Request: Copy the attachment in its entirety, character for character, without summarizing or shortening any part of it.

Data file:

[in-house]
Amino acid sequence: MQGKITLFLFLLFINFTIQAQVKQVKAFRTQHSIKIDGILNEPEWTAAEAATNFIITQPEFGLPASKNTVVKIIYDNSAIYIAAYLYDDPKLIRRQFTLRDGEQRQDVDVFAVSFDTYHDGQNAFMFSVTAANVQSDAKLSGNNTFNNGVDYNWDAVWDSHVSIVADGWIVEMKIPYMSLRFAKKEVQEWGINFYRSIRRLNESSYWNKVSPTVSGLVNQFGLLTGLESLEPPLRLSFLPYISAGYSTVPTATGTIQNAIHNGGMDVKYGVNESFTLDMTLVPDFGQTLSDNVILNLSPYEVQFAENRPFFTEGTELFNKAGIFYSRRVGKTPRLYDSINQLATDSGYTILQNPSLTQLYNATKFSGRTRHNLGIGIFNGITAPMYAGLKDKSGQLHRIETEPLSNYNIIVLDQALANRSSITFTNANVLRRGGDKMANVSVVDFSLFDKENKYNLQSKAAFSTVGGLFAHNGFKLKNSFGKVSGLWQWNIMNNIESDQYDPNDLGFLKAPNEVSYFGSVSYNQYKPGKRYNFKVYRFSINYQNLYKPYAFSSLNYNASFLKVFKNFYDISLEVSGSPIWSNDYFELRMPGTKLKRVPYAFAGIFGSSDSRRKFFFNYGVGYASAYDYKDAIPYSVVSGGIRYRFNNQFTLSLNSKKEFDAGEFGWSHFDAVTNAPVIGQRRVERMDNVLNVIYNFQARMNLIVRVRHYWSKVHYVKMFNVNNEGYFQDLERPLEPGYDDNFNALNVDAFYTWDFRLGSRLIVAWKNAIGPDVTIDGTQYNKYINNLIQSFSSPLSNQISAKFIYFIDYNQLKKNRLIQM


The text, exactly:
[in-house]
Amino acid sequence: MQGKITLFLFLLFINFTIQAQVKQVKAFRTQHSIKIDGILNEPEWTAAEAATNFIITQPEFGLPASKNTVVKIIYDNSAIYIAAYLYDDPKLIRRQFTLRDGEQRQDVDVFAVSFDTYHDGQNAFMFSVTAANVQSDAKLSGNNTFNNGVDYNWDAVWDSHVSIVADGWIVEMKIPYMSLRFAKKEVQEWGINFYRSIRRLNESSYWNKVSPTVSGLVNQFGLLTGLESLEPPLRLSFLPYISAGYSTVPTATGTIQNAIHNGGMDVKYGVNESFTLDMTLVPDFGQTLSDNVILNLSPYEVQFAENRPFFTEGTELFNKAGIFYSRRVGKTPRLYDSINQLATDSGYTILQNPSLTQLYNATKFSGRTRHNLGIGIFNGITAPMYAGLKDKSGQLHRIETEPLSNYNIIVLDQALANRSSITFTNANVLRRGGDKMANVSVVDFSLFDKENKYNLQSKAAFSTVGGLFAHNGFKLKNSFGKVSGLWQWNIMNNIESDQYDPNDLGFLKAPNEVSYFGSVSYNQYKPGKRYNFKVYRFSINYQNLYKPYAFSSLNYNASFLKVFKNFYDISLEVSGSPIWSNDYFELRMPGTKLKRVPYAFAGIFGSSDSRRKFFFNYGVGYASAYDYKDAIPYSVVSGGIRYRFNNQFTLSLNSKKEFDAGEFGWSHFDAVTNAPVIGQRRVERMDNVLNVIYNFQARMNLIVRVRHYWSKVHYVKMFNVNNEGYFQDLERPLEPGYDDNFNALNVDAFYTWDFRLGSRLIVAWKNAIGPDVTIDGTQYNKYINNLIQSFSSPLSNQISAKFIYFIDYNQLKKNRLIQM